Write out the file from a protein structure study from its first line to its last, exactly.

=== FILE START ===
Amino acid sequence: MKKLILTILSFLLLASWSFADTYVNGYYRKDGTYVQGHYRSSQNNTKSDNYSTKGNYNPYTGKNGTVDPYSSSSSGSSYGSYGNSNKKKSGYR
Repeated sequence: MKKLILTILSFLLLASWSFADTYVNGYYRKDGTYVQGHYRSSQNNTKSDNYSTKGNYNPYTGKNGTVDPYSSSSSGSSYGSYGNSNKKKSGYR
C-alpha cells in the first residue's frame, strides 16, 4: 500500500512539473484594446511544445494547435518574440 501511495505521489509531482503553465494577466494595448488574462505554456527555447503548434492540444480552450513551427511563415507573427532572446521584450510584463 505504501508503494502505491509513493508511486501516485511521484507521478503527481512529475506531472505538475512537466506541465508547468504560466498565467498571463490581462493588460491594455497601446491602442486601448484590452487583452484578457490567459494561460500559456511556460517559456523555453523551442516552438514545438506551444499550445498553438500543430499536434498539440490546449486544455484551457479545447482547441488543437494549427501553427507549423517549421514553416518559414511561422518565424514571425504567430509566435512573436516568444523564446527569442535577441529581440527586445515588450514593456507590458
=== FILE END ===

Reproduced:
Amino acid sequence: MKKLILTILSFLLLASWSFADTYVNGYYRKDGTYVQGHYRSSQNNTKSDNYSTKGNYNPYTGKNGTVDPYSSSSSGSSYGSYGNSNKKKSGYR
Repeated sequence: MKKLILTILSFLLLASWSFADTYVNGYYRKDGTYVQGHYRSSQNNTKSDNYSTKGNYNPYTGKNGTVDPYSSSSSGSSYGSYGNSNKKKSGYR
C-alpha cells in the first residue's frame, strides 16, 4: 500500500512539473484594446511544445494547435518574440 501511495505521489509531482503553465494577466494595448488574462505554456527555447503548434492540444480552450513551427511563415507573427532572446521584450510584463 505504501508503494502505491509513493508511486501516485511521484507521478503527481512529475506531472505538475512537466506541465508547468504560466498565467498571463490581462493588460491594455497601446491602442486601448484590452487583452484578457490567459494561460500559456511556460517559456523555453523551442516552438514545438506551444499550445498553438500543430499536434498539440490546449486544455484551457479545447482547441488543437494549427501553427507549423517549421514553416518559414511561422518565424514571425504567430509566435512573436516568444523564446527569442535577441529581440527586445515588450514593456507590458